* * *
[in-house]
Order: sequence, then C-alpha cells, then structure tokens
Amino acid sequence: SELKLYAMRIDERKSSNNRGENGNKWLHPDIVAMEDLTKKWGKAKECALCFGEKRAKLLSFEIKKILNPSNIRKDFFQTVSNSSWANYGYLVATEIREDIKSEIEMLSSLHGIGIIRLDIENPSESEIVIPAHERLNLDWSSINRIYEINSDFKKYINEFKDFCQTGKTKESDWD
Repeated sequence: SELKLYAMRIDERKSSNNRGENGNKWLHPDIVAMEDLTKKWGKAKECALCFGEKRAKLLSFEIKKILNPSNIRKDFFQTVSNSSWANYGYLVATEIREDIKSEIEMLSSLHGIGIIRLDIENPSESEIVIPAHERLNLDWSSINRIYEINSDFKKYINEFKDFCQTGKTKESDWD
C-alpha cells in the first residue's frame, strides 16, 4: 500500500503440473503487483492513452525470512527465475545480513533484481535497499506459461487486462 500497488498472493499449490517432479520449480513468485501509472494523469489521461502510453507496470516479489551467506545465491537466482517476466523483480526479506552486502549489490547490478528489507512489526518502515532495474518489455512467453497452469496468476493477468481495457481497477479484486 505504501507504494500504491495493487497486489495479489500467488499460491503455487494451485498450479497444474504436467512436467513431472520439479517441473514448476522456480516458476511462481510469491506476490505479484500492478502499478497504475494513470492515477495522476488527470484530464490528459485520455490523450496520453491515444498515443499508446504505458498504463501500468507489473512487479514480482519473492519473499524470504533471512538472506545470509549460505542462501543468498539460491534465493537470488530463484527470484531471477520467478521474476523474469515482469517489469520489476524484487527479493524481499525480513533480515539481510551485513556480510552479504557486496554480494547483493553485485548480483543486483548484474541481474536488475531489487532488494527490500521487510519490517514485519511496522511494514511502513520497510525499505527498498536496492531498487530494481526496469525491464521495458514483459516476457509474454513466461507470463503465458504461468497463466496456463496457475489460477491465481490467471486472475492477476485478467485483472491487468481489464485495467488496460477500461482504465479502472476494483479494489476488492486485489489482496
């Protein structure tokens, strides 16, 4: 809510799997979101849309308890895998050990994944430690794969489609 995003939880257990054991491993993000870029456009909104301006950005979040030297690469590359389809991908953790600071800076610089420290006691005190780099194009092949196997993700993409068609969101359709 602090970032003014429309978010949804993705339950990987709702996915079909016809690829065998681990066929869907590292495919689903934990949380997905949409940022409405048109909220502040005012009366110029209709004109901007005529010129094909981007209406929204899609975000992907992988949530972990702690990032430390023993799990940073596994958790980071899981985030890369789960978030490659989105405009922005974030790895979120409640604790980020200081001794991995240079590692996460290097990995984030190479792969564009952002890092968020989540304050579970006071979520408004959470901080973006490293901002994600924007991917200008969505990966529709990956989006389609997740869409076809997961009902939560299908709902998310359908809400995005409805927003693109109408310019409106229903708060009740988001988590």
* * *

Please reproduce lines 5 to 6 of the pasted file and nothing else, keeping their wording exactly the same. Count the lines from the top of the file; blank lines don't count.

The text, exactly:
C-alpha cells in the first residue's frame, strides 16, 4: 500500500503440473503487483492513452525470512527465475545480513533484481535497499506459461487486462 500497488498472493499449490517432479520449480513468485501509472494523469489521461502510453507496470516479489551467506545465491537466482517476466523483480526479506552486502549489490547490478528489507512489526518502515532495474518489455512467453497452469496468476493477468481495457481497477479484486 505504501507504494500504491495493487497486489495479489500467488499460491503455487494451485498450479497444474504436467512436467513431472520439479517441473514448476522456480516458476511462481510469491506476490505479484500492478502499478497504475494513470492515477495522476488527470484530464490528459485520455490523450496520453491515444498515443499508446504505458498504463501500468507489473512487479514480482519473492519473499524470504533471512538472506545470509549460505542462501543468498539460491534465493537470488530463484527470484531471477520467478521474476523474469515482469517489469520489476524484487527479493524481499525480513533480515539481510551485513556480510552479504557486496554480494547483493553485485548480483543486483548484474541481474536488475531489487532488494527490500521487510519490517514485519511496522511494514511502513520497510525499505527498498536496492531498487530494481526496469525491464521495458514483459516476457509474454513466461507470463503465458504461468497463466496456463496457475489460477491465481490467471486472475492477476485478467485483472491487468481489464485495467488496460477500461482504465479502472476494483479494489476488492486485489489482496
């Protein structure tokens, strides 16, 4: 809510799997979101849309308890895998050990994944430690794969489609 995003939880257990054991491993993000870029456009909104301006950005979040030297690469590359389809991908953790600071800076610089420290006691005190780099194009092949196997993700993409068609969101359709 602090970032003014429309978010949804993705339950990987709702996915079909016809690829065998681990066929869907590292495919689903934990949380997905949409940022409405048109909220502040005012009366110029209709004109901007005529010129094909981007209406929204899609975000992907992988949530972990702690990032430390023993799990940073596994958790980071899981985030890369789960978030490659989105405009922005974030790895979120409640604790980020200081001794991995240079590692996460290097990995984030190479792969564009952002890092968020989540304050579970006071979520408004959470901080973006490293901002994600924007991917200008969505990966529709990956989006389609997740869409076809997961009902939560299908709902998310359908809400995005409805927003693109109408310019409106229903708060009740988001988590």